Inside the farmhouse, little Josef and the maid Maria Baumgartner had met a similar fate. Maria was killed by crosswise blows to the head in her chambers, and Josef by a heavy blow to the face in his cot in Viktoria’s room. Like the bodies in the barn, theirs were also covered: Maria’s with her sheets, and Josef’s with one of his mother’s dresses. The farm animals and a Pomeranian watchdog remained unharmed. Chillingly, they had even been taken care of and fed in the several days that passed between the murders and their terrible discovery.

Police initially suspected vagrants or other traveling men of ill-repute, but tossed out this theory after large sums of money were found within the house. Besides the bodies and the hay and bedsheets used to cover them, nothing had been disturbed—though the killer clearly remained at the farm for several days, feeding the animals, eating meals, and lighting fires in the hearth. When the police questioned the former maid about her belief that the property was haunted, she said she had come to that conclusion after constantly hearing sounds in the attic and experiencing an unsettling feeling of being watched.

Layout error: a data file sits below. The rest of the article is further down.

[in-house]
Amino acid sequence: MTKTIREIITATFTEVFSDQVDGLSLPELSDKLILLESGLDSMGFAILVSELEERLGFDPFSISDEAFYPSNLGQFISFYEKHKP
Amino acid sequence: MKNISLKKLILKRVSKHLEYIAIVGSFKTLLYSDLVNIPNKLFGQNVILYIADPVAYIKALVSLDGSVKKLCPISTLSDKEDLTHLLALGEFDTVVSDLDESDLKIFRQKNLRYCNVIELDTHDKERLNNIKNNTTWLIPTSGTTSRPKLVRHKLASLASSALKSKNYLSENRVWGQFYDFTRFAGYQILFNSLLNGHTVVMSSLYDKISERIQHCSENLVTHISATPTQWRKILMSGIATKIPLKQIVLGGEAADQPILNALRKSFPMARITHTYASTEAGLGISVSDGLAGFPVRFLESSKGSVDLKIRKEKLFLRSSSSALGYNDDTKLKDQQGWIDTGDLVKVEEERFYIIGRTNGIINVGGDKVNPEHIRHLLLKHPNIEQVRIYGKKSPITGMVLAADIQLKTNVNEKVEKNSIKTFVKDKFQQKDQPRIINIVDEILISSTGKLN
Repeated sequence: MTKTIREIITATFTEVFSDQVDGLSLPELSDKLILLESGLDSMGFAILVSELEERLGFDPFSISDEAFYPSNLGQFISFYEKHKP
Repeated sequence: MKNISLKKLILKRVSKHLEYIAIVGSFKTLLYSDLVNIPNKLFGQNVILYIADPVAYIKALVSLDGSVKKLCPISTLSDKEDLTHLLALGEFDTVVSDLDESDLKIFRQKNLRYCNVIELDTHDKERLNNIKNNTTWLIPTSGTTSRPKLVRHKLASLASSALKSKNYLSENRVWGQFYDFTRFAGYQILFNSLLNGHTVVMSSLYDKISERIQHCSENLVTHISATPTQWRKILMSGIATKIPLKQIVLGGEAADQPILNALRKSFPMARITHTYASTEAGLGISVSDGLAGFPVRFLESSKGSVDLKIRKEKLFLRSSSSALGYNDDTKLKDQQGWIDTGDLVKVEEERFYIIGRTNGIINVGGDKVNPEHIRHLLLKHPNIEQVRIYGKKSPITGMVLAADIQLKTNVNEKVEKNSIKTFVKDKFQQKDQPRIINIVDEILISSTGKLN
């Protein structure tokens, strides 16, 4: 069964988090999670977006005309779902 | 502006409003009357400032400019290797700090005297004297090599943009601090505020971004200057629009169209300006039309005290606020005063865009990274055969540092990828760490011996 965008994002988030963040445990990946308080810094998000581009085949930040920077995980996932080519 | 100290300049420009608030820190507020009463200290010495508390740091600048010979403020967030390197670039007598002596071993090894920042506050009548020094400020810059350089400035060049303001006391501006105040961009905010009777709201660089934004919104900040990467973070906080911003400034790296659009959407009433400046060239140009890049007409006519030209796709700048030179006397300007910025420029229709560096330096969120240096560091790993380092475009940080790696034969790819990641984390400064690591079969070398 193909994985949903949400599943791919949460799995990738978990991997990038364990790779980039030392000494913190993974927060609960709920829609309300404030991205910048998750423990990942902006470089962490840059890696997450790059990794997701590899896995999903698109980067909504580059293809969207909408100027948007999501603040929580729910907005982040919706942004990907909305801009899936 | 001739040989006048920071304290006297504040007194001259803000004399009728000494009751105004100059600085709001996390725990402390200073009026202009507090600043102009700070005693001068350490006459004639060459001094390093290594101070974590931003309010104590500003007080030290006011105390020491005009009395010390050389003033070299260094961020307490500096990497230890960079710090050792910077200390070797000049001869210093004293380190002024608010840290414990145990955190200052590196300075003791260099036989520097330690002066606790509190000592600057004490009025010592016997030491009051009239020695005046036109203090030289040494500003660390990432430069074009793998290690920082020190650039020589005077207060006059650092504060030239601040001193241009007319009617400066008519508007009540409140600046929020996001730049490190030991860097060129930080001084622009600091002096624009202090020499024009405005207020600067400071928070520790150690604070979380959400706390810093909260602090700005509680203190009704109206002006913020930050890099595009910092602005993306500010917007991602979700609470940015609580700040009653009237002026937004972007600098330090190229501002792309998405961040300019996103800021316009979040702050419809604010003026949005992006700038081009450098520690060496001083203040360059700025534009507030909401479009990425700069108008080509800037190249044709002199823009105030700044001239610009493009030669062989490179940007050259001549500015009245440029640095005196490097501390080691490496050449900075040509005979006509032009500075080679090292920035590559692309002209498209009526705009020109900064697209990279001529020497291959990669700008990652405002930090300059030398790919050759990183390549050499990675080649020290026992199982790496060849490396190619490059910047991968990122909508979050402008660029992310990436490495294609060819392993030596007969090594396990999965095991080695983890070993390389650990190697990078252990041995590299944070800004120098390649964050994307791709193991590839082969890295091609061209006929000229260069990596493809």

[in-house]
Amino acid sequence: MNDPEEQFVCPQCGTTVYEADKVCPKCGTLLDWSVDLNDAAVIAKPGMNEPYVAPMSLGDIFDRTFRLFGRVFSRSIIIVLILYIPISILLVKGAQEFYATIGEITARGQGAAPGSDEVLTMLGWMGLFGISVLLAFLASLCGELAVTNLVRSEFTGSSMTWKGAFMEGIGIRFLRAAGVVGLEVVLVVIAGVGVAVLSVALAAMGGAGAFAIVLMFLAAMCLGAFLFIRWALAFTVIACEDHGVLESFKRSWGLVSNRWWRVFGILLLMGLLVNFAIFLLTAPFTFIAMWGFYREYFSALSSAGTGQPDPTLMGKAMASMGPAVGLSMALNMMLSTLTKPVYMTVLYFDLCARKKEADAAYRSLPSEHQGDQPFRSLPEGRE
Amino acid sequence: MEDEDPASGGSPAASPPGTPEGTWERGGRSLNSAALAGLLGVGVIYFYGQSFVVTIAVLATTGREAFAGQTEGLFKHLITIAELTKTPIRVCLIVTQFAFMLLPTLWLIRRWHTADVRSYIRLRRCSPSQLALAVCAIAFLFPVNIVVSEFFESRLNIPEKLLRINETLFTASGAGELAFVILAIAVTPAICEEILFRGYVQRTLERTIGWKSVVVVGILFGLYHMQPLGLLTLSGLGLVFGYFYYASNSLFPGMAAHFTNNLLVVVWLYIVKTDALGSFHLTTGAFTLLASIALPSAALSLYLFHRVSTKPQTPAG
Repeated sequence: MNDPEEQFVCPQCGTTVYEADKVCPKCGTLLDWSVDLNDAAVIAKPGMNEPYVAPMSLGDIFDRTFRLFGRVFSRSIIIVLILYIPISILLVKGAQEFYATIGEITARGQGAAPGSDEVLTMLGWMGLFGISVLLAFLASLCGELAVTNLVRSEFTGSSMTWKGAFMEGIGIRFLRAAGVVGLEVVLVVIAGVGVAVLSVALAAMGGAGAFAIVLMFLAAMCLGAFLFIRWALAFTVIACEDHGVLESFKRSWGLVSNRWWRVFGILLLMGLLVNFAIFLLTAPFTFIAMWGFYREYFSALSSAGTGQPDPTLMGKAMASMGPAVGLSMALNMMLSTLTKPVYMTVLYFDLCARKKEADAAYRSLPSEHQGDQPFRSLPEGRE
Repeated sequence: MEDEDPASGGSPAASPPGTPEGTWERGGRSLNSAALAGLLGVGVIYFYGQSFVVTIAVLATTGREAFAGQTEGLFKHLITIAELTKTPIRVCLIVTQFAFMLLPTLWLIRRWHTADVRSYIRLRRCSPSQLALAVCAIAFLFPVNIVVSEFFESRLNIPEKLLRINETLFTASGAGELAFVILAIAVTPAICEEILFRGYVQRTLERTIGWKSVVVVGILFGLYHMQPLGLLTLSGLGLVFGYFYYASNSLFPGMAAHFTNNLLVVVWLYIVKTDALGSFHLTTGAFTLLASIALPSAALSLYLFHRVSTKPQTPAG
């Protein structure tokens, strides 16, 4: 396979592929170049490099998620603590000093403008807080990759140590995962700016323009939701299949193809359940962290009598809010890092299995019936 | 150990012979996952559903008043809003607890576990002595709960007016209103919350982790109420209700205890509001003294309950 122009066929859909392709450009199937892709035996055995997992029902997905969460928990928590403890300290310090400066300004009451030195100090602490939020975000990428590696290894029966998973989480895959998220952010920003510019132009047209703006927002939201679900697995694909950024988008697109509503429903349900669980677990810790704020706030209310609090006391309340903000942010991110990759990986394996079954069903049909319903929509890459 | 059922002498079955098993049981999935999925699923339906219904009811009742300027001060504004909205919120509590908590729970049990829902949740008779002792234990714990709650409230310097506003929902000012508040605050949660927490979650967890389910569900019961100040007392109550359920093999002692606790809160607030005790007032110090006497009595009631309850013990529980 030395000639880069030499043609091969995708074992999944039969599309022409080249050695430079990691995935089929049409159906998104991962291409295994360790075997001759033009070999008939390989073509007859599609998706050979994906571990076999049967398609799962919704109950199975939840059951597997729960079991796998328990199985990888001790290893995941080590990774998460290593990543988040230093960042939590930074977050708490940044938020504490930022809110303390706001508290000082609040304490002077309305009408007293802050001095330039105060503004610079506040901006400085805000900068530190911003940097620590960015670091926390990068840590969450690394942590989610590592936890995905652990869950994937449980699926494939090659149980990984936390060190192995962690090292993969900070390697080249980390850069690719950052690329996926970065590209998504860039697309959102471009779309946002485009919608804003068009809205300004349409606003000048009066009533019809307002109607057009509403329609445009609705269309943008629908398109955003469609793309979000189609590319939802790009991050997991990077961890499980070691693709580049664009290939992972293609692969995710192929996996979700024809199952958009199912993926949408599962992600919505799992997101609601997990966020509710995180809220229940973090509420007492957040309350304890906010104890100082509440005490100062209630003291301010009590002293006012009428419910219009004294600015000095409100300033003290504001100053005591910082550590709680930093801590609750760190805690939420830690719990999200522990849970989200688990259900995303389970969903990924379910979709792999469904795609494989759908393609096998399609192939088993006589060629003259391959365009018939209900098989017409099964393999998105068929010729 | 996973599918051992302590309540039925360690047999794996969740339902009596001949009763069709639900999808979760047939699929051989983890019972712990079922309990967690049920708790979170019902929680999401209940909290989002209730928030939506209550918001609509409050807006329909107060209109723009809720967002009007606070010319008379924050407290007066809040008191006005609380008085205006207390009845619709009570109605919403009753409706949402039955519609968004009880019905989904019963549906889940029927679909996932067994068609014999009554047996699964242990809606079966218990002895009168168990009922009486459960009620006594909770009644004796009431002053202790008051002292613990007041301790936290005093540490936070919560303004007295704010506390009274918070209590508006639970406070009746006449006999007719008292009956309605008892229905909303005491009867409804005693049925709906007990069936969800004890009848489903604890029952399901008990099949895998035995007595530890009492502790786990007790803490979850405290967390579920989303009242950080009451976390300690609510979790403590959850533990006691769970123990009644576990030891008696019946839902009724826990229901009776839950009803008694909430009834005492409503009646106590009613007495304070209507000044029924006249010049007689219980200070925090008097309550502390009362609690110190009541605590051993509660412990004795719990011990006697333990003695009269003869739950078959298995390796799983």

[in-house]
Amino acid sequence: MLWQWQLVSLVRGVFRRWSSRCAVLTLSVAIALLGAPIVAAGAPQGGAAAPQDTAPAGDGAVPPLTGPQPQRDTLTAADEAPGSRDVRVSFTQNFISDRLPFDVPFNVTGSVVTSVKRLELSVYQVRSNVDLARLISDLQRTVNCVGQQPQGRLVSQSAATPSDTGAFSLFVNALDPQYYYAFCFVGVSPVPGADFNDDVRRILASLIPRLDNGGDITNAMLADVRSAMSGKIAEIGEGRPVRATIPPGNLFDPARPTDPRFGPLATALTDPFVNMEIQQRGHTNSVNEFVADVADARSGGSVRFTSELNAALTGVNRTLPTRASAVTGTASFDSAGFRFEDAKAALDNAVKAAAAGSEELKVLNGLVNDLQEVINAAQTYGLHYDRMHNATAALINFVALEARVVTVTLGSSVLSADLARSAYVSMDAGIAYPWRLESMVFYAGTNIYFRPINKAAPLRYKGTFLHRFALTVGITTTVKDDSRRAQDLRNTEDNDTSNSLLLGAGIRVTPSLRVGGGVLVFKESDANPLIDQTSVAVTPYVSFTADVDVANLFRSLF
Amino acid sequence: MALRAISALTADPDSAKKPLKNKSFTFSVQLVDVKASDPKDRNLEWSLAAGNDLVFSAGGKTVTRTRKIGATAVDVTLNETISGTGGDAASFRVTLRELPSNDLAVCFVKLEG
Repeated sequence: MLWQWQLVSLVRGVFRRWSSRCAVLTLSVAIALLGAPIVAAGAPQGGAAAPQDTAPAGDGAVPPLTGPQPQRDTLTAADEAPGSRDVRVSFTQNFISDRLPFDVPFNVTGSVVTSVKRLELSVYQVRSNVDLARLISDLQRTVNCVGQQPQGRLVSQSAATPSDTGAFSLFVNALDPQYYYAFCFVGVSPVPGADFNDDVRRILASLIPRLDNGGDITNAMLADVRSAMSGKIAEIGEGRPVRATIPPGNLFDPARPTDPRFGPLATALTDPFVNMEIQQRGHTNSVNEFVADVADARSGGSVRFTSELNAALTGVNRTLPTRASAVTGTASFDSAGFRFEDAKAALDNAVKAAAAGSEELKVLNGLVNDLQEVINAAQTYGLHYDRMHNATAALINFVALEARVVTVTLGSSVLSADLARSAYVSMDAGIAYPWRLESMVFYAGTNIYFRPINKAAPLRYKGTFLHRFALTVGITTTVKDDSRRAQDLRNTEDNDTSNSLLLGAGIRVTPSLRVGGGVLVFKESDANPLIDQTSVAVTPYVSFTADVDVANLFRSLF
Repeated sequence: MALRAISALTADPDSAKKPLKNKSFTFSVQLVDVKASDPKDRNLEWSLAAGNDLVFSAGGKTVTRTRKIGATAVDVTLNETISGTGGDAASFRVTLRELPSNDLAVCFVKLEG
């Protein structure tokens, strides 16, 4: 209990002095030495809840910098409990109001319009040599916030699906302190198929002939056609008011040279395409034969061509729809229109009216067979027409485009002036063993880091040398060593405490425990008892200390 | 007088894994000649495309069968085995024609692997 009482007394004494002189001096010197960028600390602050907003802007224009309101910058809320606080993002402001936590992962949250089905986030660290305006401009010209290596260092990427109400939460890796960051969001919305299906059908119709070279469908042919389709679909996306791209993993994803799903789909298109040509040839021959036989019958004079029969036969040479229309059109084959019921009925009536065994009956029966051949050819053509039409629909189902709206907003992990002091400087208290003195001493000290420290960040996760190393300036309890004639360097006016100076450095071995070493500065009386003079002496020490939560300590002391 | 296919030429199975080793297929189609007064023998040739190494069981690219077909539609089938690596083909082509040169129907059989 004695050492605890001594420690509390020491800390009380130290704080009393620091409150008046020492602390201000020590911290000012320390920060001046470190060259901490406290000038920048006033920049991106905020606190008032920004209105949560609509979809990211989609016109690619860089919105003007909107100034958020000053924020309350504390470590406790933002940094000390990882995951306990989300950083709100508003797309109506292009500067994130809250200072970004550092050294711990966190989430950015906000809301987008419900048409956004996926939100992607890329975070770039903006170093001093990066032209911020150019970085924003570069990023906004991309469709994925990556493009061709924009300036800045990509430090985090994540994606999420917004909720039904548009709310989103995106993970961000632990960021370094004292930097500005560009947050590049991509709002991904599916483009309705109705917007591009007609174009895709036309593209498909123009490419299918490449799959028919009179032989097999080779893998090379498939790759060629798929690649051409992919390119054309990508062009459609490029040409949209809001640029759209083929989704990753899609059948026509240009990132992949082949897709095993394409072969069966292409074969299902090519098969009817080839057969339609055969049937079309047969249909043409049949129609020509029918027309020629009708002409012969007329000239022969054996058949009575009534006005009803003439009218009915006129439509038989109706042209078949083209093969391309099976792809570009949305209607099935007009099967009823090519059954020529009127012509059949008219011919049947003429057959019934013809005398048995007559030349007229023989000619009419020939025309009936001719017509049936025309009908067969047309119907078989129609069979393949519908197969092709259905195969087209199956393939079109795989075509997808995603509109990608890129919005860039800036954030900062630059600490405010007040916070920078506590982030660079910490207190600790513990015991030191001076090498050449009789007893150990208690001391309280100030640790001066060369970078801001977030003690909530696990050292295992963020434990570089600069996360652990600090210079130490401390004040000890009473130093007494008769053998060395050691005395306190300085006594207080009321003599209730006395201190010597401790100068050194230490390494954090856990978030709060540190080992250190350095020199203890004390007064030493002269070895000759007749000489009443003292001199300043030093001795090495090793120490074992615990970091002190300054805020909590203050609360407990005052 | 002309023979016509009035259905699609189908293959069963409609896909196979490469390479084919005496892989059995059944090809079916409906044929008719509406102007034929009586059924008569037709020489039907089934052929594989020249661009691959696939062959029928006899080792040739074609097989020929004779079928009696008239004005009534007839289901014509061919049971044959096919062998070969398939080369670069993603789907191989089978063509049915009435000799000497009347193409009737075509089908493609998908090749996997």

Though Andreas did not believe her, he too had confided in neighbors about some strange happenings in the days before the murder: A newspaper he did not buy was found in his home, and a set of footsteps was discovered leading from the forest to the farmstead. The footsteps were set in pristine and unmarked snow, leading in only one direction. Nobody at Hinterkaifeck knew whom they belonged to.

To make matters even stranger, one of the family’s two keys disappeared shortly before the murder. Combined with the footsteps from the woods, sounds in the attic, and a smoking chimney in the days following the crime, these odd details paint a horrifying picture of a ruthless intruder who may have taken up residence in the house.

PRIVATE MYSTERIES

A black-and-white photo of the Hinterkaifeck farm a few days after the murders
The Hinterkaifeck farm a few days after the murders
Wikimedia // Public Domain

Suspicion eventually settled on several men connected to the family, in part because of some domestic turbulence at the farm.

Viktoria was a widow whose husband had died in WWI, and the parentage of her son Josef remains a mystery to this day. She had had a relationship with Lorenz Schlittenbauer—the man who had led the search party that discovered the bodies—and both had publicly referred to Josef as their child. They planned to get married—until Andreas interfered, and their relationship ended. Lorenz eventually married someone else; though he and his wife welcomed a baby, it tragically died a few weeks later.